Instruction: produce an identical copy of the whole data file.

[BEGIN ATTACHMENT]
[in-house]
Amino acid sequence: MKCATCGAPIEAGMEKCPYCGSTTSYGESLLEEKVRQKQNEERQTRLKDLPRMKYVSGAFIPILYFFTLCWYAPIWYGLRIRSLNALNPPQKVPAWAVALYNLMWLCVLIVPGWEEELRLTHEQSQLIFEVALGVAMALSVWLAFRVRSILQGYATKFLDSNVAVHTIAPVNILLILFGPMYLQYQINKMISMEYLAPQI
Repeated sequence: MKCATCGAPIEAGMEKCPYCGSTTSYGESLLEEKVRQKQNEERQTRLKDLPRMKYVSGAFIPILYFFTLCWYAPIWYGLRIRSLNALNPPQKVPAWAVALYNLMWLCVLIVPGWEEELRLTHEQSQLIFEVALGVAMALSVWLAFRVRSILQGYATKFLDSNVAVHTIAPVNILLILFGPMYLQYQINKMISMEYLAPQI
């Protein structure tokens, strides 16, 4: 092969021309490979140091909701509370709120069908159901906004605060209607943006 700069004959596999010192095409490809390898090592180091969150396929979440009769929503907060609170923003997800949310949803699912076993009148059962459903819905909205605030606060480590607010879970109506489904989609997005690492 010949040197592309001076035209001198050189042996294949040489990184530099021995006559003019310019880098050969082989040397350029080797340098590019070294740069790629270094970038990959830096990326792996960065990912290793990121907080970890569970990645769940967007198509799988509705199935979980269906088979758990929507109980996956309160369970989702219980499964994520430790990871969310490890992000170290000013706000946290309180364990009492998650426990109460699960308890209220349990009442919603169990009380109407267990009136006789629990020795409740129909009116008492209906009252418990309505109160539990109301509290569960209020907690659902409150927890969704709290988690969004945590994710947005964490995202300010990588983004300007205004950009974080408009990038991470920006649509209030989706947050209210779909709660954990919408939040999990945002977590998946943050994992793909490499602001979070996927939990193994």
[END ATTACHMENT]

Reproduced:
[in-house]
Amino acid sequence: MKCATCGAPIEAGMEKCPYCGSTTSYGESLLEEKVRQKQNEERQTRLKDLPRMKYVSGAFIPILYFFTLCWYAPIWYGLRIRSLNALNPPQKVPAWAVALYNLMWLCVLIVPGWEEELRLTHEQSQLIFEVALGVAMALSVWLAFRVRSILQGYATKFLDSNVAVHTIAPVNILLILFGPMYLQYQINKMISMEYLAPQI
Repeated sequence: MKCATCGAPIEAGMEKCPYCGSTTSYGESLLEEKVRQKQNEERQTRLKDLPRMKYVSGAFIPILYFFTLCWYAPIWYGLRIRSLNALNPPQKVPAWAVALYNLMWLCVLIVPGWEEELRLTHEQSQLIFEVALGVAMALSVWLAFRVRSILQGYATKFLDSNVAVHTIAPVNILLILFGPMYLQYQINKMISMEYLAPQI
């Protein structure tokens, strides 16, 4: 092969021309490979140091909701509370709120069908159901906004605060209607943006 700069004959596999010192095409490809390898090592180091969150396929979440009769929503907060609170923003997800949310949803699912076993009148059962459903819905909205605030606060480590607010879970109506489904989609997005690492 010949040197592309001076035209001198050189042996294949040489990184530099021995006559003019310019880098050969082989040397350029080797340098590019070294740069790629270094970038990959830096990326792996960065990912290793990121907080970890569970990645769940967007198509799988509705199935979980269906088979758990929507109980996956309160369970989702219980499964994520430790990871969310490890992000170290000013706000946290309180364990009492998650426990109460699960308890209220349990009442919603169990009380109407267990009136006789629990020795409740129909009116008492209906009252418990309505109160539990109301509290569960209020907690659902409150927890969704709290988690969004945590994710947005964490995202300010990588983004300007205004950009974080408009990038991470920006649509209030989706947050209210779909709660954990919408939040999990945002977590998946943050994992793909490499602001979070996927939990193994």